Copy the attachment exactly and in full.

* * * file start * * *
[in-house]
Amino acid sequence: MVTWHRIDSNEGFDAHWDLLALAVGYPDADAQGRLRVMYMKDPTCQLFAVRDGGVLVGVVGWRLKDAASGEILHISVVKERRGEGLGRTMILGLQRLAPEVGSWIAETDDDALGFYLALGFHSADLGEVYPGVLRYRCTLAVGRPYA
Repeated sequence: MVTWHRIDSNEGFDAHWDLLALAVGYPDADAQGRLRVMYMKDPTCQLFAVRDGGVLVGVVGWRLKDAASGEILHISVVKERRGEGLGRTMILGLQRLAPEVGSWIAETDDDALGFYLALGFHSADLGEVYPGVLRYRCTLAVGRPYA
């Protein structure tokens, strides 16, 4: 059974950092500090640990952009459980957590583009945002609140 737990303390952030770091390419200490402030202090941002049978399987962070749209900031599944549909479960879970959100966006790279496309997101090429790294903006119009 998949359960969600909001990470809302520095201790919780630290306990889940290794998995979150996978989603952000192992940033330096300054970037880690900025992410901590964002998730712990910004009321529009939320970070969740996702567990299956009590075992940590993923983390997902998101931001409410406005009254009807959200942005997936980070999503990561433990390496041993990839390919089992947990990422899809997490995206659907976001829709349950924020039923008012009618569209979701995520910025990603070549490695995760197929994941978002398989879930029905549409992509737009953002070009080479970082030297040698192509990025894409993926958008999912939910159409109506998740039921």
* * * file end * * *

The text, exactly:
[in-house]
Amino acid sequence: MVTWHRIDSNEGFDAHWDLLALAVGYPDADAQGRLRVMYMKDPTCQLFAVRDGGVLVGVVGWRLKDAASGEILHISVVKERRGEGLGRTMILGLQRLAPEVGSWIAETDDDALGFYLALGFHSADLGEVYPGVLRYRCTLAVGRPYA
Repeated sequence: MVTWHRIDSNEGFDAHWDLLALAVGYPDADAQGRLRVMYMKDPTCQLFAVRDGGVLVGVVGWRLKDAASGEILHISVVKERRGEGLGRTMILGLQRLAPEVGSWIAETDDDALGFYLALGFHSADLGEVYPGVLRYRCTLAVGRPYA
């Protein structure tokens, strides 16, 4: 059974950092500090640990952009459980957590583009945002609140 737990303390952030770091390419200490402030202090941002049978399987962070749209900031599944549909479960879970959100966006790279496309997101090429790294903006119009 998949359960969600909001990470809302520095201790919780630290306990889940290794998995979150996978989603952000192992940033330096300054970037880690900025992410901590964002998730712990910004009321529009939320970070969740996702567990299956009590075992940590993923983390997902998101931001409410406005009254009807959200942005997936980070999503990561433990390496041993990839390919089992947990990422899809997490995206659907976001829709349950924020039923008012009618569209979701995520910025990603070549490695995760197929994941978002398989879930029905549409992509737009953002070009080479970082030297040698192509990025894409993926958008999912939910159409109506998740039921």